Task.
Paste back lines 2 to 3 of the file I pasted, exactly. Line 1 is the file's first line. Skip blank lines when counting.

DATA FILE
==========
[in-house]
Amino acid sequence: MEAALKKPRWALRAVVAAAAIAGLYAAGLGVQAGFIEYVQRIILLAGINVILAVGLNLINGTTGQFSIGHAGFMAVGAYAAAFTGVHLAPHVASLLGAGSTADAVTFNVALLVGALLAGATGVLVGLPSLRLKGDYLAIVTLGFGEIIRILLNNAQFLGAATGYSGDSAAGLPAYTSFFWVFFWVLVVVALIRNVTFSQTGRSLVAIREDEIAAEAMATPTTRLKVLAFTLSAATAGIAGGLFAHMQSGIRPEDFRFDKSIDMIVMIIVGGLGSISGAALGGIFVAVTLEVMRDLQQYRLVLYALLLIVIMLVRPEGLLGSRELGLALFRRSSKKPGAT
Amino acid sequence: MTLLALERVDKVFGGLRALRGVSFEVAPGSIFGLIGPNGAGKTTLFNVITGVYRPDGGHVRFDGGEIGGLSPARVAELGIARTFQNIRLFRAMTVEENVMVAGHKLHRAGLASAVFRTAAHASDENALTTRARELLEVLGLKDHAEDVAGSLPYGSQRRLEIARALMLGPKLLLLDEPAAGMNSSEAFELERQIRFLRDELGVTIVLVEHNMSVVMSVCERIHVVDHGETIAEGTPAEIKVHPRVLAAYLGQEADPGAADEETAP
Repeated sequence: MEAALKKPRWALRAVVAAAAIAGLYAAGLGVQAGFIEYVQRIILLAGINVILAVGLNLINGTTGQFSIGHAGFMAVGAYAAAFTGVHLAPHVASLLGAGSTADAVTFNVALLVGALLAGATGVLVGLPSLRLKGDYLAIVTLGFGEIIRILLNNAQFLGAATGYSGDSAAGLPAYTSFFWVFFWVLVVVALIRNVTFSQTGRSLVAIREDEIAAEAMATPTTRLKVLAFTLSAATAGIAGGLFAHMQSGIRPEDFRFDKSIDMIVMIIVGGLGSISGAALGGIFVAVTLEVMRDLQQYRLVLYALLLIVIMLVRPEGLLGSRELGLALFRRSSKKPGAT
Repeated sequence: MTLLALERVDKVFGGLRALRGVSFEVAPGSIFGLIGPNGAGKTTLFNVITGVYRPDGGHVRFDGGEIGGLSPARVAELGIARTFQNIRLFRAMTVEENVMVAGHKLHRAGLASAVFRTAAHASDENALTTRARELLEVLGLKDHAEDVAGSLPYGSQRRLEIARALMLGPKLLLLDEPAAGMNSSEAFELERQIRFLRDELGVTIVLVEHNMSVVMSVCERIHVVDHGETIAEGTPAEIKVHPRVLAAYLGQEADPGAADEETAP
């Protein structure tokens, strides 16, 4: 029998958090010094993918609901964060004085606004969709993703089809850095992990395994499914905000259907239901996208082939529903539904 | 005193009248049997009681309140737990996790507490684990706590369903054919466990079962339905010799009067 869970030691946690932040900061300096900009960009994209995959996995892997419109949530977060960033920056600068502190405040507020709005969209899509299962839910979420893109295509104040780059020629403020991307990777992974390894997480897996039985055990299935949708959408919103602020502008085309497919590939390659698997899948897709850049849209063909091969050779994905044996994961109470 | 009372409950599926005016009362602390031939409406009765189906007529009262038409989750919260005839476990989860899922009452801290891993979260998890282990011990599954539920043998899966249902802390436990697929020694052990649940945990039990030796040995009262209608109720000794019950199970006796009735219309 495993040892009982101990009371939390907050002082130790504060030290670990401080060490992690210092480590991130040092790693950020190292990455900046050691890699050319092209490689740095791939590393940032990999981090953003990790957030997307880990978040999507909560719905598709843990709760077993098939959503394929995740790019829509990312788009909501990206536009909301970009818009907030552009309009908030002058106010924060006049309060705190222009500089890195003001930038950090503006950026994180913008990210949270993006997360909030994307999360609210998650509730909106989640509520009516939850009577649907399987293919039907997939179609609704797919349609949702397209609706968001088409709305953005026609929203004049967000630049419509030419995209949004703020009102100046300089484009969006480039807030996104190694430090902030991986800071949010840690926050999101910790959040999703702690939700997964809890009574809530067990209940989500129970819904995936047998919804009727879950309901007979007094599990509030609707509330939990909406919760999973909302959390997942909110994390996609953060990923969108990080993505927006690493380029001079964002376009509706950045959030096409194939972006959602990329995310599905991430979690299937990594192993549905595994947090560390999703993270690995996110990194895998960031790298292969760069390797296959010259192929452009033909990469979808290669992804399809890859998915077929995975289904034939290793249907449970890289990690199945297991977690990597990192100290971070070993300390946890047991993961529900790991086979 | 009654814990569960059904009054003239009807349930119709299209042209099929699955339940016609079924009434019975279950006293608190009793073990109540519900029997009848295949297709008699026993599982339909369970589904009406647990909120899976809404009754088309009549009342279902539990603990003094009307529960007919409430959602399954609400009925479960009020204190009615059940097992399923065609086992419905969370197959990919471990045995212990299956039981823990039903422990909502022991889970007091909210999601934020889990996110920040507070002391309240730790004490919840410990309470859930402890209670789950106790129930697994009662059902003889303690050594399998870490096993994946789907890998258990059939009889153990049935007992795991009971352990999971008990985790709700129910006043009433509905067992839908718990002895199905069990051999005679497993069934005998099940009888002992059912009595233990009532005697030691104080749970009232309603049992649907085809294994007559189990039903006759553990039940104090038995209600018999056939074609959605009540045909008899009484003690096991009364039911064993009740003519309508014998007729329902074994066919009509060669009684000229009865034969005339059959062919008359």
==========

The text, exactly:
Amino acid sequence: MEAALKKPRWALRAVVAAAAIAGLYAAGLGVQAGFIEYVQRIILLAGINVILAVGLNLINGTTGQFSIGHAGFMAVGAYAAAFTGVHLAPHVASLLGAGSTADAVTFNVALLVGALLAGATGVLVGLPSLRLKGDYLAIVTLGFGEIIRILLNNAQFLGAATGYSGDSAAGLPAYTSFFWVFFWVLVVVALIRNVTFSQTGRSLVAIREDEIAAEAMATPTTRLKVLAFTLSAATAGIAGGLFAHMQSGIRPEDFRFDKSIDMIVMIIVGGLGSISGAALGGIFVAVTLEVMRDLQQYRLVLYALLLIVIMLVRPEGLLGSRELGLALFRRSSKKPGAT
Amino acid sequence: MTLLALERVDKVFGGLRALRGVSFEVAPGSIFGLIGPNGAGKTTLFNVITGVYRPDGGHVRFDGGEIGGLSPARVAELGIARTFQNIRLFRAMTVEENVMVAGHKLHRAGLASAVFRTAAHASDENALTTRARELLEVLGLKDHAEDVAGSLPYGSQRRLEIARALMLGPKLLLLDEPAAGMNSSEAFELERQIRFLRDELGVTIVLVEHNMSVVMSVCERIHVVDHGETIAEGTPAEIKVHPRVLAAYLGQEADPGAADEETAP